The Ponemon report listed actions some healthcare organizations are taking to secure mobile devices: limiting access from devices to critical systems, including those that connect to PHI, and requiring users to read and sign an acceptable use policy prior to connecting to these systems. Even the Department of Health and Human Services has issued strategies for managing the use of mobile devices in a healthcare environment.
2. Control the cloud or it’ll control you. Make it a point to fully understand what cloud service-level agreements mean in practice and then push for meaningful information on failover and disaster recovery practices used. – Richard Santalesa, senior counsel, InfoLawGroup LLP
3. Have a current breach response plan that is ready and tested. This will help pave the way for a well-executed response that can mitigate the financial, legal and reputational harm caused by a security incident involving patient information. – Marcy Wilder, partner and director of global privacy and information management practice, Hogan Lovellis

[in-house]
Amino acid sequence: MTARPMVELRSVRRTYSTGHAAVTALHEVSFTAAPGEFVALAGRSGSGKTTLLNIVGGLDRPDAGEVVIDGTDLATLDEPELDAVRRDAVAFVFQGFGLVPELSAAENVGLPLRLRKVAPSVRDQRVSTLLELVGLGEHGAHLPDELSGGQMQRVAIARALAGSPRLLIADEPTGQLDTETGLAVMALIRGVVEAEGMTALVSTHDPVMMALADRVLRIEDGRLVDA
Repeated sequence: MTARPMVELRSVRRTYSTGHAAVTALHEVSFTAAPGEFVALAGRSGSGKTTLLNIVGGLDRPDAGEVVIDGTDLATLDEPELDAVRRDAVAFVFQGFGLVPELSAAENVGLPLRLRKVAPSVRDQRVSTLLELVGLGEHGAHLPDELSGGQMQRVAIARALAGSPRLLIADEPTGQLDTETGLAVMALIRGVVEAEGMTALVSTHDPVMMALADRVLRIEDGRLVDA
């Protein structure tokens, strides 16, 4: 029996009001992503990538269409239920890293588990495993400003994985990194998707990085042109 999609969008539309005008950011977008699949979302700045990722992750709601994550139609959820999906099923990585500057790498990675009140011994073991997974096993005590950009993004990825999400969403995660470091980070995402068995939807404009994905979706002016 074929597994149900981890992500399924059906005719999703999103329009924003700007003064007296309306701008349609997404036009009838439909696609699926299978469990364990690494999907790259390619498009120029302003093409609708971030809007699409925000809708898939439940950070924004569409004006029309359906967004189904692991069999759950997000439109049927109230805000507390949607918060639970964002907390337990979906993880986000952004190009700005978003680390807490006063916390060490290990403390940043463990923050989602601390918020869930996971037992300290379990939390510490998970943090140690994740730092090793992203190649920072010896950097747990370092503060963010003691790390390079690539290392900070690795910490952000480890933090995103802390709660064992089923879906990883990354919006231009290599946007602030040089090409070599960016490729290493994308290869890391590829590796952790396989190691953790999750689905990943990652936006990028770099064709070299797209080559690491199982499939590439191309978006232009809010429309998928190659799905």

4. Conduct small but focused risk assessments. This means rotating control review on a monthly basis to continually understand and measure risk. Most importantly, have a plan to address the risk, through remediation, mitigation or risk transfer activities. – Chad Boeckmann, president and chief strategy officer, Secure Digital Solutions, LLC
5. Immunize mobile devices against viruses that might steal patient data. – Larry Ponemon, PhD, chairman and founder, Ponemon Institute
6. Attack your leadership team with phishing and other social engineering campaigns. Nothing raises awareness like catching people and correcting them on the spot—and it’s a lot more interesting than the annual 30-minute online security training. – Michael Boyd, Director of Information Security Management, Providence Health and Services